PUTRAJAYA (The Star/Asia News Network) - Malaysia will hold a three-day festival in China to promote the country's durians, Malaysia's Agriculture and Agro-Industries Minister Ahmad Shabery Cheek announced on Wednesday (Aug 16)
Ahmad Shabery said 250 distinct, durian-derived products would be on display at the event, to be held in the southern city of Nanning from Oct 19 to 21, with 50 booths for durian product manufacturers.
"If Thailand is known for its tom yam, the Koreans have their kimchi, and the Japanese with sushi, I hope that through events like this, Malaysia will one day be recognised for its durians," said Ahmad Shabery.
Ahmad Shabery said this when speaking to the media after a Road to Nanning meeting with durian industry players on Wednesday afternoon.
He said that he hopes the festival will speed up the approval process for Malaysia to export fresh durians to China.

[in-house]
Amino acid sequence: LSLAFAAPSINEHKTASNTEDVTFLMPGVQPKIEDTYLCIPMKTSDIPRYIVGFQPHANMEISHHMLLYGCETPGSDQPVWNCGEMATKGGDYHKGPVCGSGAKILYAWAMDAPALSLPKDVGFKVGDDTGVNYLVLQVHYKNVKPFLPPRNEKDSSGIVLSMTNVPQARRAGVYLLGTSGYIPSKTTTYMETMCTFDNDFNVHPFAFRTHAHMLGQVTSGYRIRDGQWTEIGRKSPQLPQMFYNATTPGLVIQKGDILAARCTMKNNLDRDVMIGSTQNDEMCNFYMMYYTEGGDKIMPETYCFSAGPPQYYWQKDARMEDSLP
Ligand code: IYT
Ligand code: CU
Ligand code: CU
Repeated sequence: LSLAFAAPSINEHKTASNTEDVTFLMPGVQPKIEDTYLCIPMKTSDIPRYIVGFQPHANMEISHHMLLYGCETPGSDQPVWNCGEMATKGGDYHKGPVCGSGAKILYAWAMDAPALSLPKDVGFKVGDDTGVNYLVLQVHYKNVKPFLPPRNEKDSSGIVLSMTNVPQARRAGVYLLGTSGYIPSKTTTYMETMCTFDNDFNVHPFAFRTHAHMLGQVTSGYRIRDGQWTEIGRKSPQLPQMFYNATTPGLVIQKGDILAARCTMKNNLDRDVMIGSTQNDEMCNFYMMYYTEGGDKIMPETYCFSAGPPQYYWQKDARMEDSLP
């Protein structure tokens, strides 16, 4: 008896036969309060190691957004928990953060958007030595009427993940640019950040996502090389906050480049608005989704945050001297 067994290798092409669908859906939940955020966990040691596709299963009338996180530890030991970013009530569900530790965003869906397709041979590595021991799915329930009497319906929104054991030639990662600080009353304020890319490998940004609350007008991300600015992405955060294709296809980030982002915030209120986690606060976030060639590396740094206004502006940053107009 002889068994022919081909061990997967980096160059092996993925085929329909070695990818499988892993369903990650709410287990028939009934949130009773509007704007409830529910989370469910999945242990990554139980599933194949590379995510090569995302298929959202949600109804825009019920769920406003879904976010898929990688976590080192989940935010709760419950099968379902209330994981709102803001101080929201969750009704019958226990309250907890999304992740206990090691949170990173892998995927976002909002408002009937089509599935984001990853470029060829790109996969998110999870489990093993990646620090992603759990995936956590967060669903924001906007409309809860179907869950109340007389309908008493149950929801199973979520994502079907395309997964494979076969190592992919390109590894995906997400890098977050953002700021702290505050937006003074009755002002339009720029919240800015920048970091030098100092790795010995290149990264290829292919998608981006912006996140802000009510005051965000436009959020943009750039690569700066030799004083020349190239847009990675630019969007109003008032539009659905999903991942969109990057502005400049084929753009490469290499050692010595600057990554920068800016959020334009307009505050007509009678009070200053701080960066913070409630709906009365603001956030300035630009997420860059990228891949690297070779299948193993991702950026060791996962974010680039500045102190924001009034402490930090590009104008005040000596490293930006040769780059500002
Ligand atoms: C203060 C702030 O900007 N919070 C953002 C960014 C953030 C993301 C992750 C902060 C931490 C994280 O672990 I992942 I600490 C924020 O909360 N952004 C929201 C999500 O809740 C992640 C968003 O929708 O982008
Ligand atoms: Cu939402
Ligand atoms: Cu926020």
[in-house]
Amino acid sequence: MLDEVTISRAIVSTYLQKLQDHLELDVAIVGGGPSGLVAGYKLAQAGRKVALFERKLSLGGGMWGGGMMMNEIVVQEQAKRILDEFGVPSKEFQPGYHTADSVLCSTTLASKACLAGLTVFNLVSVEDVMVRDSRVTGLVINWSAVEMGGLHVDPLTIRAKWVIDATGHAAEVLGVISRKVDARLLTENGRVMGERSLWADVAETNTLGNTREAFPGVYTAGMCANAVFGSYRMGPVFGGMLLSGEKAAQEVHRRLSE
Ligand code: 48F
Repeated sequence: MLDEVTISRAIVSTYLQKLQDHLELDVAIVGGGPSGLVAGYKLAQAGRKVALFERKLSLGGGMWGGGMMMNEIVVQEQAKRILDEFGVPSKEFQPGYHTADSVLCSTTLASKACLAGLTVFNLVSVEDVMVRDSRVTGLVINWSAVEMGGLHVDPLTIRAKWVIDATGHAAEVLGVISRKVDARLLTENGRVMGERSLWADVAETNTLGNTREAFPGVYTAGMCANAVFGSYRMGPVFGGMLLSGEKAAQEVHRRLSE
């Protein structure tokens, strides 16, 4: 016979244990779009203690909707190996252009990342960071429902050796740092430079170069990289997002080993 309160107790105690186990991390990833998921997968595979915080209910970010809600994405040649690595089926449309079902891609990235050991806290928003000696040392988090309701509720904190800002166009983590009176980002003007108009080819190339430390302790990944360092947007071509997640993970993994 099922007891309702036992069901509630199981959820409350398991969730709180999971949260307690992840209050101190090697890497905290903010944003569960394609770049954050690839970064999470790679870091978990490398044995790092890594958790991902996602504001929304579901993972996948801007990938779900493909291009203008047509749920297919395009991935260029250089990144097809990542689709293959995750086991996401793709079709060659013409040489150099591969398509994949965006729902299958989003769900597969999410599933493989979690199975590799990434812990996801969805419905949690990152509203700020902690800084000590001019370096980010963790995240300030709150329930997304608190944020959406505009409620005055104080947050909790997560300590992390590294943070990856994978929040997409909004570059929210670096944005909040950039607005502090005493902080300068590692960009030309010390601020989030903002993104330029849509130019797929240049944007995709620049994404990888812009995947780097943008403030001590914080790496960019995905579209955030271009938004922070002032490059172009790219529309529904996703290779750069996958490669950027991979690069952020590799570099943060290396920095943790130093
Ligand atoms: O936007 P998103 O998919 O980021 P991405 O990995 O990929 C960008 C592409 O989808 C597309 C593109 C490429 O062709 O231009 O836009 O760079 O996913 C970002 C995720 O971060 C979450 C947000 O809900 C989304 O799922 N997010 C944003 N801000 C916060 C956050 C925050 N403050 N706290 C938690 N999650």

For durian product sellers such as Aesos Lai who owns Sunshine Kingdom Sdn Bhd, the festival is a welcome chance to network with Chinese distributors.
His company markets a variety of products ranging from freeze-dried durians, chocolates and coffee containing durian, with a turnover of RM5mil a year.
"It's a good opportunity, especially since some of the Chinese distributors have very large networks. This means strong prospects for us," said Lai.
Meanwhile, Subang Bestari-based Rohazawati Mamat said she was looking to expand overseas with her durian crepes.
"We've been running for four years now, and we usually churn out about 4,000 packets a week to supply 150 retailers around the Klang Valley. But it's also good to expand. Increasing our production is not a problem," said Rohazawati.
Malaysia's durian products first gained access to China's market in 2011, and RM1.57 million (S$500,000) worth of products - frozen durian, pulp and derived products - were exported in 2012.
The figure rose 1,047 per cent to RM18.02 million in 2016, with a total of 26 distinct products, and the number of exporting companies has grown from nine companies to 67 over the last five years.